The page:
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Stransky Bücker Bü 181 Bestmann

FineScale Modeler reviews the 1/48 scale plastic model aircraft kit
RELATED TOPICS: AIRCRAFT
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I was only aware of the Bücker Bü 181 Bestmann as the plane Hendley and Blythe attempted to fly to Switzerland in The Great Escape. It’s a German two-seat trainer that was used as a courier/liaison plane during World War II. It was also converted to a tank-buster with the additions of wing-mounted Panzerfausts.

However, Stepan Stransky’s 1/48 scale model kit depicts the Bestmann in foreign services, with decals for Czech, French, Croatian, and British markings. But the four Panzerfausts provided may foreshadow a German tank-buster to come.

Typical of limited-run kits, there are no alignment pins; care must be taken to make sure fit is true. The panel lines are both engraved and raised, as on the real aircraft. For landing gear, you have a choice of wheels and skis. The instructions include a bit of history as well as some color and black-and-white detail photos and line drawings.

I mostly followed the directions, save leaving the doors and skis for last. The instructions start with the fuselage, then the wings. I let them dry thoroughly, working on the landing gear before proceeding with the nicely detailed cockpit. The instrument panel comes alive with some dry-brushing, but no decal is provided.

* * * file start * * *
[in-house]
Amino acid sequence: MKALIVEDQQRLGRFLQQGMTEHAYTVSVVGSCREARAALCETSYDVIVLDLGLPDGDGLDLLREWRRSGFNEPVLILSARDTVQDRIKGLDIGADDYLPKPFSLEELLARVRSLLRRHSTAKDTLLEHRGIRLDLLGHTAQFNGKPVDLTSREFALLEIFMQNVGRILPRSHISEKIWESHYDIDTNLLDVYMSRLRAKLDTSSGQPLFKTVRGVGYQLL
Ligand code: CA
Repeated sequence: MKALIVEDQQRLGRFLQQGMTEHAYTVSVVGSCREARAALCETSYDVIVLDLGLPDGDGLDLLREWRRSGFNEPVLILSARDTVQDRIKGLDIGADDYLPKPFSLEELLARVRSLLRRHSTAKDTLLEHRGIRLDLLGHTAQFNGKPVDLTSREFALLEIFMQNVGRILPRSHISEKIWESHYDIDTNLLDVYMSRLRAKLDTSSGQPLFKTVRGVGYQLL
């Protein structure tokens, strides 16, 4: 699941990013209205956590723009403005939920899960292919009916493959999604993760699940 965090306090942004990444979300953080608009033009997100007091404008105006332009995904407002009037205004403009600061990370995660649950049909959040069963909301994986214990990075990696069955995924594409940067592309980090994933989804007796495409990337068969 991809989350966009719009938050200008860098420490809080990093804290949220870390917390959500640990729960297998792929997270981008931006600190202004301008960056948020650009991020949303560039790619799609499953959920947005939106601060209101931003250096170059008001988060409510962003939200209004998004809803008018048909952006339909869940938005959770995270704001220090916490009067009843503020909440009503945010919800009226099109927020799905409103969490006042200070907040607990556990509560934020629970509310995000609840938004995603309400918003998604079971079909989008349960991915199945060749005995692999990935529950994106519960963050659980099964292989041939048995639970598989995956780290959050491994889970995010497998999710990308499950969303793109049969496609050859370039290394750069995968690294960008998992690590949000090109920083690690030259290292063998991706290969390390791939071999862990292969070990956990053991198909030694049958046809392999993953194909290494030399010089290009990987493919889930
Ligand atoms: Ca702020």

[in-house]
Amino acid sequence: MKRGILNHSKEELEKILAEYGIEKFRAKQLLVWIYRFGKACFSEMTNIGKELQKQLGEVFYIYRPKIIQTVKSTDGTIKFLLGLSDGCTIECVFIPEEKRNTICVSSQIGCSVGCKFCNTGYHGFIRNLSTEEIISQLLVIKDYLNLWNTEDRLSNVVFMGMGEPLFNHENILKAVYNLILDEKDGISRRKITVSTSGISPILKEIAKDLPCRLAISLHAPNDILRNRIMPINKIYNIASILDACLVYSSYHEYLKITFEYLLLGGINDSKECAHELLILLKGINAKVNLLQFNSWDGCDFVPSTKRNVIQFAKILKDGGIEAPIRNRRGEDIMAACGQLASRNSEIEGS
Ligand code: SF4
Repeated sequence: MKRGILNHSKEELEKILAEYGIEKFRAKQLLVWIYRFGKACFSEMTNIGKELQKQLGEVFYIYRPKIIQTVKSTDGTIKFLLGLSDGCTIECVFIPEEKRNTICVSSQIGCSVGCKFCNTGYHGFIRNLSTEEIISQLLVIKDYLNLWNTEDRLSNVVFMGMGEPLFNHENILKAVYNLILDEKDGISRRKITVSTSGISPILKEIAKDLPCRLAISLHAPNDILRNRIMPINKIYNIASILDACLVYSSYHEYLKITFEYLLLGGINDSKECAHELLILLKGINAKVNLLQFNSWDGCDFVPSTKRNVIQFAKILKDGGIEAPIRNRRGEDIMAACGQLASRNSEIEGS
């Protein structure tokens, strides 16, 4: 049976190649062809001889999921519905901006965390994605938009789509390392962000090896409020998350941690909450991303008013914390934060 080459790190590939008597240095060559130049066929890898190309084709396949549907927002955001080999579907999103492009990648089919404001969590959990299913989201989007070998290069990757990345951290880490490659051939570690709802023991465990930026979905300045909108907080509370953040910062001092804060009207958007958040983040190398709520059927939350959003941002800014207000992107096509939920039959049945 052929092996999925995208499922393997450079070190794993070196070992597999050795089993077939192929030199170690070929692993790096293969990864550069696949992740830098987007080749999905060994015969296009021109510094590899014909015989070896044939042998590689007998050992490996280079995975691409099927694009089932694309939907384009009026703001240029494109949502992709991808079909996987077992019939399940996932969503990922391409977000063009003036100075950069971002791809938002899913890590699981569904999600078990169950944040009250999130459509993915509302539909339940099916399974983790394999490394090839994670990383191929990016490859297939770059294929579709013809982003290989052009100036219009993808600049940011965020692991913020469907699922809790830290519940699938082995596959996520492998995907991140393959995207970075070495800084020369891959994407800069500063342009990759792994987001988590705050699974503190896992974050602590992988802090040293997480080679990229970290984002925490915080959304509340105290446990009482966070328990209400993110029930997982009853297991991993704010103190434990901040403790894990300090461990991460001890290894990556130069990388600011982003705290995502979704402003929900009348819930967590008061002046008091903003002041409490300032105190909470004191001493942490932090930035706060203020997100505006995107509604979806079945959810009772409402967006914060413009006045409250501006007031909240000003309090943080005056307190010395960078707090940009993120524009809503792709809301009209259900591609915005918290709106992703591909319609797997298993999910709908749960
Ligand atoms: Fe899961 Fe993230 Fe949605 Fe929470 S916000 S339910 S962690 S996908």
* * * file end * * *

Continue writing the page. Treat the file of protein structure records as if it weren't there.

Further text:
Next came the nose, where I encountered problems. The clear canopy, C1, must be aligned with the fuselage sides as well as five other nose pieces while ensuring the firewall, instrument panel fit, and doors fit, too. When I reached this stage, the fuselage sides were too narrow and the canopy overlapped on both sides. I chose 5-minute epoxy and spread the fuselage halves gently while the epoxy set. I thought this worked (more in a moment).

I assembled the nose, exhaust, prop, and horizontal stabilizers, leaving the skis for last, then started filling, sanding, and prepping for painting. Filler was needed along the spine and belly, the wing roots, and where the wings’ trailing edge mates with the fuselage.

But during this step the nose fell apart. I had to clean up the parts, reassemble, and try again with more 5-minute epoxy. However, with all this trouble, the doors no longer fit and the model’s length comes up a few scale inches short.

The decals, thin but not too delicate, went down well in a puddle of Pledge FloorCare Multi-Surface Finish.

The model took me 11 hours, some due to my difficulties with the nose. It matches published dimensions (except the nose) and looks like a Bestmann. One noticeable drawback — the intakes give a good view inside the nose, which is empty. At least part of an engine there would be nice.

I would recommend this kit to modelers with at least a little bit of experience. It does make an attractive addition to any Luftwaffe collection.


Note: A version of this review appeared in the December 2017 issue.

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